As a journalist covering symposia at the 2019 AAOS Annual Meeting last week, I repeatedly heard the phrase “in my hands…,” referring to a surgeon’s individual experience with this or that technique. That got me to thinking about a research letter published in the March 6, 2019 issue of JAMA Surgery. This retrospective cross-sectional analysis of emergency department data revealed that the annual number of patients ≥65 years old presenting to US emergency departments with fractures associated with walking leashed dogs more than doubled during 2004 to 2017. Women sustained more than three-quarters of those fractures, and while the hip was the most frequently fractured body part, collectively, the upper extremity was the most frequently fractured region. Slightly more than one-quarter of those patients were admitted to the hospital.
The authors rightly pinpoint the “gravity of this burden”; the hip-fracture data alone are worrisome. And in a related online article by hand and wrist surgeons from Rush University Medical Center (titled “Doggy Danger”), the focus is on the many injuries that the human leash-holding apparatus can sustain. The authors of the JAMA Surgery research letter and the Rush authors offer common-sense advice for all us older dog walkers out there, including:
- Dog obedience training that teaches Bowser not to pull or lunge while on leash
- Selection of smaller dogs for older people contemplating acquiring a canine companion
- Holding the leash in your palm, not wrapping it around your hand
- Paying attention to where you walk, and being situationally aware (That means not texting while your dog is momentarily sniffing to see who peed on that post.)
- Selecting footwear that is appropriate for the terrain and environmental conditions during your walk
To these tidbits I would add finding a safe area where your dog can “be a dog” off-leash, preferably with other dogs and people. Socializing is good for both species, and most dog trainers and owners agree that “a tired dog is a good dog.”
The research letter states that a “risk-benefit analysis with respect to dog walking as an exercise alternative is essential,” and the authors do a concise job of quantifying fracture risk and suggesting risk-reduction strategies. The list of benefits from dog walking is too long to itemize here; suffice to say that the advantages run the gamut from physical to mental to spiritual. But let’s be safe and sensible out there. We owe it to our families (dogs included, of course) and to all those overworked orthopaedic trauma surgeons to stay on the sidewalks and in the forests and fields–and out of the ER.
JBJS Developmental Editor
The recent orthopaedic literature, including a 2017 JBJS study, provides substantial evidence that oral and intravenous tranexamic acid (TXA) are equivalent in their effectiveness at reducing blood loss after total hip arthroplasty (THA)—with oral administration being less expensive and more convenient. But what are the optimal doses and timing of oral TXA in the setting of THA?
The findings of a randomized controlled trial by Wang et al. in the March 6, 2019 issue of JBJS go a long way toward answering that question. The authors randomized 200 patients undergoing primary THA to 1 of 4 groups, with all patients receiving an intraoperative topical dose of 1.0 g of TXA and a single dose of 2.0 g of TXA orally at 2 hours postoperatively. In addition,:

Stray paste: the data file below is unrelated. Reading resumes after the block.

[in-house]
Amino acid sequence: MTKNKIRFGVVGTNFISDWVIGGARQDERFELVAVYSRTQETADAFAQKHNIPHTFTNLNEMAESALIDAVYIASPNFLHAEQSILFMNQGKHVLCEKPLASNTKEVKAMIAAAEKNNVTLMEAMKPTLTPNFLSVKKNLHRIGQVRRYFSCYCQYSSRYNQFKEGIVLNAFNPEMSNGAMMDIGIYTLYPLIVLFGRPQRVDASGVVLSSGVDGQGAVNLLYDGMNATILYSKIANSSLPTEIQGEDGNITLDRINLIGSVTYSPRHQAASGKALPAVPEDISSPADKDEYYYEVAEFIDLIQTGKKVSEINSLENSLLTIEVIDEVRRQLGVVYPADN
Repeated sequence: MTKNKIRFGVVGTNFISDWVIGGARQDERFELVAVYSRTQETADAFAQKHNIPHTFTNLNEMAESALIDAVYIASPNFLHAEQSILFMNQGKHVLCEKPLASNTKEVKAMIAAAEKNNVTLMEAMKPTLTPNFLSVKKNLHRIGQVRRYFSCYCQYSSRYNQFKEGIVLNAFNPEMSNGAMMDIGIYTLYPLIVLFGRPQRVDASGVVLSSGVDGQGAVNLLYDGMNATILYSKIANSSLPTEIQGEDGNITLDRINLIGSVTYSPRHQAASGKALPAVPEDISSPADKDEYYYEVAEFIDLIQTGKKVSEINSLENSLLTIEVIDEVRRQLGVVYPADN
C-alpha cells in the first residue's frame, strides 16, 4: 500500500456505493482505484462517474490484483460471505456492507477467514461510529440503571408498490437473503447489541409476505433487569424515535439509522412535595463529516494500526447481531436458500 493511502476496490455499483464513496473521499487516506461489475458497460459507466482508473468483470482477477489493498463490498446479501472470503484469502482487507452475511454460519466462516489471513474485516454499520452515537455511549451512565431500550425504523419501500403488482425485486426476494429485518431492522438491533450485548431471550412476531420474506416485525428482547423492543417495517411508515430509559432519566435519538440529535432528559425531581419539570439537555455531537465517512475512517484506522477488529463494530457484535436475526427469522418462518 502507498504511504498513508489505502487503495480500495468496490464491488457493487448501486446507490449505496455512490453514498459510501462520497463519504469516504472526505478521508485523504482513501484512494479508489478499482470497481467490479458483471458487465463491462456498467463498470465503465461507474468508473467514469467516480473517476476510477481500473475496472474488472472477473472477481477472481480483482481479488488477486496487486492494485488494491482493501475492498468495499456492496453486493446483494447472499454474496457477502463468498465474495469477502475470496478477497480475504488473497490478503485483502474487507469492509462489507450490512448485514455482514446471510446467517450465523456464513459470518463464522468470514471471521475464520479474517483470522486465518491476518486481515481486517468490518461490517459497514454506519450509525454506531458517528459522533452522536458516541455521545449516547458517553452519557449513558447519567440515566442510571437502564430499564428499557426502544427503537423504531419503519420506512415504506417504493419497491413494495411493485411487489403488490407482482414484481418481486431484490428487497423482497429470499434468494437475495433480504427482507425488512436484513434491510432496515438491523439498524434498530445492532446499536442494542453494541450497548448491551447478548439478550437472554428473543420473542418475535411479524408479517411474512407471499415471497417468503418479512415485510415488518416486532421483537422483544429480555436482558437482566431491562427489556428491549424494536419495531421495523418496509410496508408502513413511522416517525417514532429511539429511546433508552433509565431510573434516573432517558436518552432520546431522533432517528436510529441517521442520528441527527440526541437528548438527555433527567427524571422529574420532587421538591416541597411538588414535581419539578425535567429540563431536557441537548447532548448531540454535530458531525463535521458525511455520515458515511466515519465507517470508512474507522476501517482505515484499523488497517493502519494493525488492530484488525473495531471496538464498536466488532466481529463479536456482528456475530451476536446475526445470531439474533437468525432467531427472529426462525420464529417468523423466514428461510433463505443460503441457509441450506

- Group A received 1.0 g of oral placebo at 3, 9, and 15 hours postoperatively
- Group B received 1.0 g of oral TXA at 3 hours postoperatively and 1.0 g of placebo at 9 and 15 hours postoperatively
- Group C received 1.0 g of oral TXA at 3 and 9 hours postoperatively and 1.0 g of placebo at 15 hours postoperatively
- Group D received 1.0 g of TXA at 3, 9, and 15 hours postoperatively
The mean total blood loss during hospitalization was significantly less in Groups B, C, and D (792, 631, and 553 mL, respectively) than in Group A (984 mL). Groups C and D had lower mean reductions in hemoglobin than did Groups A and B. No significant between-group differences were observed regarding 90-day thromboembolic complications (there were none) or transfusions (there was only 1, in Group A), but the authors said “this study was likely underpowered for establishing meaningful comparisons concerning [those 2] outcomes.”
Although this study documented significantly lower total blood losses in patients who were managed with multiple doses of oral TXA postoperatively, additional studies are required to determine whether the 3-dose regimen is superior to the 2-dose regimen.
OrthoBuzz occasionally receives posts from guest bloggers. In response to a recent BMJ study, the following commentary comes from Matthew R. Schmitz, MD, FAOA.
Femoroacetabular impingement (FAI) syndrome continues to be a hot topic in the orthopaedic community. The first two decades of this century have seen huge increases in the number of hip arthroscopies performed in the US and UK,1,2 most of those to treat FAI. In the February 7, 2019 issue of BMJ, Palmer et al., reporting on behalf of the Femoroacetabular Impingement Trial (FAIT), published preliminary findings from a multicenter randomized controlled trial comparing arthroscopic hip surgery to activity modification and physiotherapy for symptomatic FAI.3
The trial randomized 222 patients with a clinical diagnosis of FAI into each cohort (110 in the physiotherapy group and 112 in the arthroscopy group). Follow-up assessments were performed by clinicians blinded to the treatment arm, and attempts were made to standardize both interventions. The participants will eventually be followed for 3 years, but this early report evaluated outcomes 8 months after randomization, with follow-up data available for >80% of patients in both groups.
Baseline characteristics with regard to demographics, radiographic findings, and clinical measurements were similar between the two groups. After adjusting for multiple potential confounders, the authors found that the mean Hip Outcomes Score Activities of Daily Living (HOS ADL) was 10 points higher in the arthroscopy group than in the physiotherapy group, exceeding the prespecified minimum clinically important difference (MCID) of 9 points. The MCID was reached in 51% of surgical patients compared to 32% in the therapy cohort. In addition, the patient acceptable symptomatic state (PASS)—defined as a HOS ADL ≥87 points—was achieved in 48% of surgical patients and only 19% of therapy patients. Relative to the physiotherapy group, the arthroscopic group also had better hip flexion and superior results in a variety of commonly used hip patient-reported outcomes scores.